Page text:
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Economy of Pakistan requires dollar injection to avoid macroeconomic vulnerabilities

Nose-diving Rupee, pressure on exchange rate, rising imports and catastrophic floods causing liquidity crunch

Not enough dollars have been creating macroeconomic vulnerabilities for the economy of Pakistan that requires injection of dollars for meeting ends.

Economists have been urging the government to request the IMF for Rapid Financing Instrument (RFI) or Natural Calamity Response related funding facility, however, no such request has been made yet by the government.

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Severe damages from floods especially in Sindh’s agricultural areas would force the country to import additional vegetables and cotton. According to media reports, only cotton of around $2 billion would be required during the current fiscal year.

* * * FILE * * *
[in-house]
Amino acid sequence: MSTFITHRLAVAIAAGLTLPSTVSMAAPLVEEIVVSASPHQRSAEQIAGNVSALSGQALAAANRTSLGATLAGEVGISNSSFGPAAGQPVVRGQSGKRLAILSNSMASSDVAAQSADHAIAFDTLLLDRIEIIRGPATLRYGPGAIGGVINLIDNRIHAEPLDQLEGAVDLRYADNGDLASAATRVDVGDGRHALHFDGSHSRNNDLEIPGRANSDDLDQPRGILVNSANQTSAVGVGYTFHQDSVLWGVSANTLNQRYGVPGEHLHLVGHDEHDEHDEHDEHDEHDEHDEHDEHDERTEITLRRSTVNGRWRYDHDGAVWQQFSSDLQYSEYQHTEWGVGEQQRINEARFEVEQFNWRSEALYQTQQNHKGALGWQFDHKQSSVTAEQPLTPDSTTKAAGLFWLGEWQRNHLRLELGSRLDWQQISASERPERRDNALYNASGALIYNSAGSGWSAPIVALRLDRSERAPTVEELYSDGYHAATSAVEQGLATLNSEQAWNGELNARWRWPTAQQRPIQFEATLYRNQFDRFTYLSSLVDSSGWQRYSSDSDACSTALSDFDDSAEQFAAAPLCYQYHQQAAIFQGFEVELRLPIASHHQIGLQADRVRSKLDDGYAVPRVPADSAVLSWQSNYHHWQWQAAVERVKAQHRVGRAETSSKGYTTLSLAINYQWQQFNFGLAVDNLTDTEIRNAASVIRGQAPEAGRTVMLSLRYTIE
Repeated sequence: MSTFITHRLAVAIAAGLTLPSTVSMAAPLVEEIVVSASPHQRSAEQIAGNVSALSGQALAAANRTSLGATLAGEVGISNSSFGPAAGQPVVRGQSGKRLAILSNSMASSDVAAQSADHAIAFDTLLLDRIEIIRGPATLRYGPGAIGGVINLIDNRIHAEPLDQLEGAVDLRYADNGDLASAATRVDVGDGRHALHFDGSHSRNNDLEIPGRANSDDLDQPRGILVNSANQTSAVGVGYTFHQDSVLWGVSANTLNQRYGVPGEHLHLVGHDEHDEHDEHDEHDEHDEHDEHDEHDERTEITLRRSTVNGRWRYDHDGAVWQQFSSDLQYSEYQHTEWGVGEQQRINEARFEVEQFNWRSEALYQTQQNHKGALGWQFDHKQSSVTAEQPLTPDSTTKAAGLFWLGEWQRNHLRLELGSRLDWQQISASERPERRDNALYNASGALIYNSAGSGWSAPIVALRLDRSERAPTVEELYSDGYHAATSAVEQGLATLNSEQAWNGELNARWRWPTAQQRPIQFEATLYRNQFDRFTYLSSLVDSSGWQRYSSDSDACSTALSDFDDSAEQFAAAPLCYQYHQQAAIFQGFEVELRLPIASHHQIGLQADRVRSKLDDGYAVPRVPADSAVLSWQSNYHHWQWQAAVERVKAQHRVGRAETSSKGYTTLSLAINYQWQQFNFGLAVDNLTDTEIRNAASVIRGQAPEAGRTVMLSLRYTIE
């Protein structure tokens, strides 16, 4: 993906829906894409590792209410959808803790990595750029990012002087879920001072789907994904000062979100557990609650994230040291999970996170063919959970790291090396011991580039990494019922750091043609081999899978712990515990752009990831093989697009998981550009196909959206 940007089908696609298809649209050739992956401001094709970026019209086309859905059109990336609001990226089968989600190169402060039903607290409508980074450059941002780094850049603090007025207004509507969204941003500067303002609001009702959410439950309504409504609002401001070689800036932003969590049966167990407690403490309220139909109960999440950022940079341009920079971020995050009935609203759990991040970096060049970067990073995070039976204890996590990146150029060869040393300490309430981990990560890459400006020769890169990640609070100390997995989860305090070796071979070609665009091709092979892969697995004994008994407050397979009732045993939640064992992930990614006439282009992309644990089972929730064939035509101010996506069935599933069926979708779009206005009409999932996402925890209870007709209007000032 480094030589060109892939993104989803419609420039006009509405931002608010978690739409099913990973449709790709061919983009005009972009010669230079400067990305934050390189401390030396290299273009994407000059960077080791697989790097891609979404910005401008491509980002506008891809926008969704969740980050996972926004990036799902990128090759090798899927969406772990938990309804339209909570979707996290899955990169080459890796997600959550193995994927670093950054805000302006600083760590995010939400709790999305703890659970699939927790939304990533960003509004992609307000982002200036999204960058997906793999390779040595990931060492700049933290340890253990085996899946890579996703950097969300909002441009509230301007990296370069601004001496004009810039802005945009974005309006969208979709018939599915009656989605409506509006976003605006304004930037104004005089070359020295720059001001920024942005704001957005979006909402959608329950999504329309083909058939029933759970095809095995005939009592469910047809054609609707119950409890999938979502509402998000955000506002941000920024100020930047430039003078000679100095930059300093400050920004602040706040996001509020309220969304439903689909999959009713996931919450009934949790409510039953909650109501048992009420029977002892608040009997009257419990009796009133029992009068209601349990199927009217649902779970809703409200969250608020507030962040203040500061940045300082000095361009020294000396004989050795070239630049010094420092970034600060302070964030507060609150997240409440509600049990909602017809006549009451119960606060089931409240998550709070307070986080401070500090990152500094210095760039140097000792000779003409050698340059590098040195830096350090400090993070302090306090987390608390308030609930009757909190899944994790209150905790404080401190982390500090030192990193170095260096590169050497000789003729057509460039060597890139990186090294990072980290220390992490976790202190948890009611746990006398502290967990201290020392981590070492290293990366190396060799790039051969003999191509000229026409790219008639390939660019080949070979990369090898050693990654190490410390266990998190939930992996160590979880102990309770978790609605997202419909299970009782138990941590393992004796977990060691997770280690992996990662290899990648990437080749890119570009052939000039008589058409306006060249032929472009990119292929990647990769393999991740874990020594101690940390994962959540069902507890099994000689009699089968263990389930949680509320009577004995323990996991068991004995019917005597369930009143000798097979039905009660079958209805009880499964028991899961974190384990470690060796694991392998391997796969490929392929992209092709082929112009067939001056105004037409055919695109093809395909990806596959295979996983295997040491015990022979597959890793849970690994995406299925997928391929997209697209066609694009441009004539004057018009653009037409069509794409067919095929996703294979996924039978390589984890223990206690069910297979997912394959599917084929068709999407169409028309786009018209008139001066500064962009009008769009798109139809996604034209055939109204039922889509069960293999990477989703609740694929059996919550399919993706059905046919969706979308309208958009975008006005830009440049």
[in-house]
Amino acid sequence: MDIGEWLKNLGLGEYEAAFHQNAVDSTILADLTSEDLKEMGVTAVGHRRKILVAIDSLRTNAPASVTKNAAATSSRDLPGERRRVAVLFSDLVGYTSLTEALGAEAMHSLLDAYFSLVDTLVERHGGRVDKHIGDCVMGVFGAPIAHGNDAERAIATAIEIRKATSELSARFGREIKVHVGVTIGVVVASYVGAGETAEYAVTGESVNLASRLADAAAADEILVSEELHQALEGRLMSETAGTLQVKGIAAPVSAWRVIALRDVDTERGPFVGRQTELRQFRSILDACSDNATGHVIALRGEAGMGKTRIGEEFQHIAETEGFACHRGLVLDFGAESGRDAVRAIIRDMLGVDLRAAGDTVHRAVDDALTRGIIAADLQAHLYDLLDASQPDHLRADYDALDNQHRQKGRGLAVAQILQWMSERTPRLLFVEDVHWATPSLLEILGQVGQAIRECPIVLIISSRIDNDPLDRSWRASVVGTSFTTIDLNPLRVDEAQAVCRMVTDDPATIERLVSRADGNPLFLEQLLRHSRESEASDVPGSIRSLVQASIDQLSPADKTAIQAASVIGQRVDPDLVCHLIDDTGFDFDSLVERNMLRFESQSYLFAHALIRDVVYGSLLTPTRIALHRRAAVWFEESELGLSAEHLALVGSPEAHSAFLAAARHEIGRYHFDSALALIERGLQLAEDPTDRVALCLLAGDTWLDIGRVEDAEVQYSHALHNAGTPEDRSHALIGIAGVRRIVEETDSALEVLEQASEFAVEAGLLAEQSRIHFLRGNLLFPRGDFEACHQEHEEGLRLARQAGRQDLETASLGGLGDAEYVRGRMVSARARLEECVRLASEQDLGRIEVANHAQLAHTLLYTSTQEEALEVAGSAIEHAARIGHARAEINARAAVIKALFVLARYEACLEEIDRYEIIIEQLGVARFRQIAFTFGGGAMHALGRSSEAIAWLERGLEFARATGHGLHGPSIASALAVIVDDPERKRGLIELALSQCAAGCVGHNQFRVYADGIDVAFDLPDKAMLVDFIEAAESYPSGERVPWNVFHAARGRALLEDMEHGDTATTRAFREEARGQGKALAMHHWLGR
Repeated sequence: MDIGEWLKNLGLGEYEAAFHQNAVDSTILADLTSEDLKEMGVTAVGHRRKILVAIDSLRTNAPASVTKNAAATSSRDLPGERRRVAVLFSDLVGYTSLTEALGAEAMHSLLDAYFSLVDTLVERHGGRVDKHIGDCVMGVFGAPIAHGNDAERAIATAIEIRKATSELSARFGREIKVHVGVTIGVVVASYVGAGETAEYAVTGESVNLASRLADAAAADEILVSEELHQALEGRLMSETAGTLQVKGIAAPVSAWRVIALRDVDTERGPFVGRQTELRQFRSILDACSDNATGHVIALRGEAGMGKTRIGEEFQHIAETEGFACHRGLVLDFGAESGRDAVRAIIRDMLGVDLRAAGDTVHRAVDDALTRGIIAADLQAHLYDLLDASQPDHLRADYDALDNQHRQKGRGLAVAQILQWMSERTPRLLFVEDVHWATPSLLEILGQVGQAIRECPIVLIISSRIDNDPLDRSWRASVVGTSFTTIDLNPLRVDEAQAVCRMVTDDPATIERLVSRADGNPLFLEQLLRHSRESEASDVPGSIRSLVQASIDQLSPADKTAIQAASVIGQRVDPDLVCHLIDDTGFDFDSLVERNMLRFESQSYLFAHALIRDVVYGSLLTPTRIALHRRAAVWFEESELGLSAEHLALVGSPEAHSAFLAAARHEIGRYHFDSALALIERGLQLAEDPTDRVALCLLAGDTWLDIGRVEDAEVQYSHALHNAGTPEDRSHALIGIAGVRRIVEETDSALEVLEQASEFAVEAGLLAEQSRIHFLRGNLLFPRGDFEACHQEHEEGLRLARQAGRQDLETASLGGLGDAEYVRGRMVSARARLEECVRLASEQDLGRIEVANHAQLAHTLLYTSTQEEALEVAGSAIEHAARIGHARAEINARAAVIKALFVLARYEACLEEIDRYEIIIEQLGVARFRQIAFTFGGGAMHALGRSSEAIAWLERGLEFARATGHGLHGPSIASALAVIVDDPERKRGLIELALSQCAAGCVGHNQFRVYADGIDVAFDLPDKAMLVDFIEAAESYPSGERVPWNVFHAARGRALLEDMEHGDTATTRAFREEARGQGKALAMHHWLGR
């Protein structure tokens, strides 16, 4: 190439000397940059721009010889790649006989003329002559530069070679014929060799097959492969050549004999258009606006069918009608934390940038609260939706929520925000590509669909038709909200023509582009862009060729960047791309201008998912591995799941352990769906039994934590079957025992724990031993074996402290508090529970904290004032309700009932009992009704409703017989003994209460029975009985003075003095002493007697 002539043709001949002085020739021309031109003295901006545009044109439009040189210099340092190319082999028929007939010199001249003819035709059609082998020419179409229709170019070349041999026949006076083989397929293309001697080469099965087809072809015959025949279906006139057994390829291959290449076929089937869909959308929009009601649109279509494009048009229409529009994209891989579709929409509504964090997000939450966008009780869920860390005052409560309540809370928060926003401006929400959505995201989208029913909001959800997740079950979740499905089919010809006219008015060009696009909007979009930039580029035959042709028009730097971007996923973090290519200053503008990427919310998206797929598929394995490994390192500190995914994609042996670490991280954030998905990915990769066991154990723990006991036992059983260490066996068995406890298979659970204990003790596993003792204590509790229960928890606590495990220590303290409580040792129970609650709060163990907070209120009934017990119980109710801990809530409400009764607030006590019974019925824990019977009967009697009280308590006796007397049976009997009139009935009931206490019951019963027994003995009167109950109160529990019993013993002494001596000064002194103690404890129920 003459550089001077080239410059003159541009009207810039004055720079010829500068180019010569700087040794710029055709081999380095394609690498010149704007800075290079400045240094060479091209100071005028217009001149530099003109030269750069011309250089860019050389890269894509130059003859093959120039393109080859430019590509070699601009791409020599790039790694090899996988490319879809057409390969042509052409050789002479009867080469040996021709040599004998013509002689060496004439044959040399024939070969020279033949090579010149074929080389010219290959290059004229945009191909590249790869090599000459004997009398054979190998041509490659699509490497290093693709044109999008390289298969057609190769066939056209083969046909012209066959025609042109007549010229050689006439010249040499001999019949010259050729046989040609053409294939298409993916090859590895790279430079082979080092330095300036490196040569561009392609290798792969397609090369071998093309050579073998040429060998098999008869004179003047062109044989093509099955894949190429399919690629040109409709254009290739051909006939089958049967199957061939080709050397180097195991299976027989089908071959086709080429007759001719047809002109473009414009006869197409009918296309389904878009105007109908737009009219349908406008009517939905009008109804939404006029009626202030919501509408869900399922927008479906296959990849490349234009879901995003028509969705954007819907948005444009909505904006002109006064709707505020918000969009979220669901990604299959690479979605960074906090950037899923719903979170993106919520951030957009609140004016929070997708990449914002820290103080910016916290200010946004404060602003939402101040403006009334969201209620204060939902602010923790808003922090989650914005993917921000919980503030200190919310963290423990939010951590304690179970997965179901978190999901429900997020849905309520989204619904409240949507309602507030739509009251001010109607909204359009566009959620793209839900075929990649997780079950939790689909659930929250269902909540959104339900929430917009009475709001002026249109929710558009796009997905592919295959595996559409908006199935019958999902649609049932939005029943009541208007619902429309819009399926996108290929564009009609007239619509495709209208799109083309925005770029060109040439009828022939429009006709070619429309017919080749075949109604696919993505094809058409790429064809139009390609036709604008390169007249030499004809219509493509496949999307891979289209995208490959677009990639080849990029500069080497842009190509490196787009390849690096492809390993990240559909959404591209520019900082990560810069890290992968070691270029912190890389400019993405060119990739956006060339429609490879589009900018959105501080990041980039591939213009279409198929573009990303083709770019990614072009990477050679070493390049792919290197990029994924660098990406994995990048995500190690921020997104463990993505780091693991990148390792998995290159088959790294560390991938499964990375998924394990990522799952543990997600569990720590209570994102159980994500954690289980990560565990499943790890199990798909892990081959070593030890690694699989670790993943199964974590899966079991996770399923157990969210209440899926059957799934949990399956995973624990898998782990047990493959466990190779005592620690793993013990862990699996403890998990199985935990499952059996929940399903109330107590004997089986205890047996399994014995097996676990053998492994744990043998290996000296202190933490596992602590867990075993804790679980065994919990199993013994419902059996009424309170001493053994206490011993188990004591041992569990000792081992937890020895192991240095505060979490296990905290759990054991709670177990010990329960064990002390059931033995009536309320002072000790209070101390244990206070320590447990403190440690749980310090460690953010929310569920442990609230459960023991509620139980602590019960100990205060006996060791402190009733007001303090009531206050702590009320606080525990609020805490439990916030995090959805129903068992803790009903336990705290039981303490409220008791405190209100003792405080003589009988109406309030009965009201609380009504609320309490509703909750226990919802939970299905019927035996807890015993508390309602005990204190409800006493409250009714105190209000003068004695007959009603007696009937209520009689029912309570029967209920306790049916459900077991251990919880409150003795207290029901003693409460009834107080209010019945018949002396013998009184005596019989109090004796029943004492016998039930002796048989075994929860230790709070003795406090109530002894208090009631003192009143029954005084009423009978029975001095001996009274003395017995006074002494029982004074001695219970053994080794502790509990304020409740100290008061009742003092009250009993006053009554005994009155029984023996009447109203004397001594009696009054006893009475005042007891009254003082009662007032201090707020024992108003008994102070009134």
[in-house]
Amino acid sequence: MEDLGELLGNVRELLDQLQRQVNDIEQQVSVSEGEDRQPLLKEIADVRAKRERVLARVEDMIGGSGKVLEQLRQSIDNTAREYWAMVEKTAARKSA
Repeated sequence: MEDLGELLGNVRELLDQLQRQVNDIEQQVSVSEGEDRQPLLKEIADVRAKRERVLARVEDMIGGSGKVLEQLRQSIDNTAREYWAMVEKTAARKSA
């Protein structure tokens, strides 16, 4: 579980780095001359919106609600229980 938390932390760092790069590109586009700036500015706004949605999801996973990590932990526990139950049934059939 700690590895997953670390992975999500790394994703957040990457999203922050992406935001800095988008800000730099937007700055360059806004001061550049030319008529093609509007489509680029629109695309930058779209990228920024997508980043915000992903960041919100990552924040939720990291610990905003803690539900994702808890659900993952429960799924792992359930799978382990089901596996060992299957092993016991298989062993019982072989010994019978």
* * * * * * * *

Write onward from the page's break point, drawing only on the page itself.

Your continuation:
The rupee nose-diving against the dollar along with immense pressure on the exchange rate and imports again on the rise with not enough dollars have been causing pressure on Pakistan’s economy.

The catastrophic floods in the country with initially estimated losses accumulating to the range of $18 billion have worsened the financial condition even more.

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Along with more than one-third of the country being under water fears of zero or sliding to negative agricultural growth would further affect the economy of Pakistan.

Standing water on agricultural land would require quick dewatering to avoid the potential threat of less production in the range of three to five tons.

Even though the International Monetary Fund (IMF) programme has resumed after a seven-month break, Pakistan continues to struggle with a significant dollar liquidity shortage as the catastrophic floods have worsened the macroeconomic indicators.

The IMF program that was stalled during the previous Pakistan Tehreek-e-Insaf (PTI) government because of giving unfunded subsidies on fuel and electricity was restored in August when a loan tranche of $1.17 billion was approved for Pakistan under the combined seventh and eighth reviews.




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